On July 1, Tessa Thompson opened up about the importance of racial diversity and LGBTQ+ representation in film during an interview with Ramy star Ramy Youssef, as part of Variety's annual Actors on Actors conversation series. Thompson stars in the Marvel Cinematic Universe as Valkyrie, the franchise's first confirmed LGBTQ+ superhero. As the MCU continues to add on to its impressive film count, Thompson says the cast and crew are opening up the conversation about what kinds of representation they hope to see on screen.
"The truth is these movies travel globally in such huge ways, and if you can represent people that are of color, if you can represent people with disabilities, if you can represent the LGBTQIA community inside of these films, it's a pretty big deal," Thompson said. The actor also said that she would like to see more accurate representation of different races on screen and more people of color cast in roles across all platforms, so as not to place the responsibility of representing an entire race on the shoulders of a select few.
"I want for us to be able to exist in ways that we've never existed before."
"There is a real feeling of responsibility when you're the only one," she said. "There's this burden of being exceptional. While I think you [Ramy] are exceptional and I hope I'm exceptional, too, I don't think we should be the only ones. The work that we do should be inside a diversity of ideas around our identity because Muslims are not a monolith, and neither are Black people."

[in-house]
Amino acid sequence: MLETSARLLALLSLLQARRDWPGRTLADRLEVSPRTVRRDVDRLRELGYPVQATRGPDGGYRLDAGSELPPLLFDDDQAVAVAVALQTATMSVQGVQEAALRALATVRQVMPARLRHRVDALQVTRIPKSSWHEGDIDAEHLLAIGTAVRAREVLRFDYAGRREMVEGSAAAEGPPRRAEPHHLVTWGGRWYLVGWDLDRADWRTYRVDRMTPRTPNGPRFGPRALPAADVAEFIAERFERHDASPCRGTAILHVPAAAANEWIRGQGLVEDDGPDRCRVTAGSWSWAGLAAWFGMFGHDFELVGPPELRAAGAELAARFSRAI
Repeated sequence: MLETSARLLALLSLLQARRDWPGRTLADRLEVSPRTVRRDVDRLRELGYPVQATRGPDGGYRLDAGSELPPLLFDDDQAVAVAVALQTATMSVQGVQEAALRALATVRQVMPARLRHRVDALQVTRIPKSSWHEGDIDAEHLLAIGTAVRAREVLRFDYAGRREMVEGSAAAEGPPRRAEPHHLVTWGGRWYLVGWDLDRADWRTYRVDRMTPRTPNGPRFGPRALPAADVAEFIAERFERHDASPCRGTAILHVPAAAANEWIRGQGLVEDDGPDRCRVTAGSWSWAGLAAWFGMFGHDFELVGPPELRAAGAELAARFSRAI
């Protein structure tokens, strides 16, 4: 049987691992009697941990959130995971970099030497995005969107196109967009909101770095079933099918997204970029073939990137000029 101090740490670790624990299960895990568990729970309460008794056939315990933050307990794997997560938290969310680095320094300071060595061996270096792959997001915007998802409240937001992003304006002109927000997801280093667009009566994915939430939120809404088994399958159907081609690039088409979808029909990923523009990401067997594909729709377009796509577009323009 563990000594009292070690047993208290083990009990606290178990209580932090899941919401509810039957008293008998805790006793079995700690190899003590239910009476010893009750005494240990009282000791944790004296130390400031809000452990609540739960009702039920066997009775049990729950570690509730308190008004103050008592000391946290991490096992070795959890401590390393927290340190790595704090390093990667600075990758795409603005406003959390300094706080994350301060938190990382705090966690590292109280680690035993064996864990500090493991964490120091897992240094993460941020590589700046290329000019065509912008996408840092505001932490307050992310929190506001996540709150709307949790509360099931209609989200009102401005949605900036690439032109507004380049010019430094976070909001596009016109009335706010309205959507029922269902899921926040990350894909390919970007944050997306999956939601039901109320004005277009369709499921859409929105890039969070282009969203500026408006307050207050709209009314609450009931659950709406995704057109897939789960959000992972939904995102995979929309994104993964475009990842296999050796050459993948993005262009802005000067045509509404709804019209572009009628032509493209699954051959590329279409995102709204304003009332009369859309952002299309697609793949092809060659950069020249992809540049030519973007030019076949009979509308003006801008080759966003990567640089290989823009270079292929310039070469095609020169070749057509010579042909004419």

Thompson added that she tries not to feel like an ambassador for all Black women because every individual has different experiences and a different perspective. "You look at the way that Black and brown people are portrayed in the media, and there's a sameness — we're obsessed with watching Black pain and Black and brown criminality," she said. "I want for us to be able to exist in ways that we've never existed before."
Thompson went on to say that she hopes an increase in the amount of diversity and representation in films will have a positive impact on future generations of superhero fans who see themselves represented on screen. "I think it's really important for everybody, but for young people especially, to be able to show up to those movies and see projections of themselves," Thompson said. "So I'm really excited that we're able to continue to push the bounds of that and that I'm able to do that with Valkyrie. Because there's so many cool queer characters in the comic books, and they should have a place on screen." Watch Thompson and Youssef's full interview here to see them discuss cultural change and how they present themselves on screen.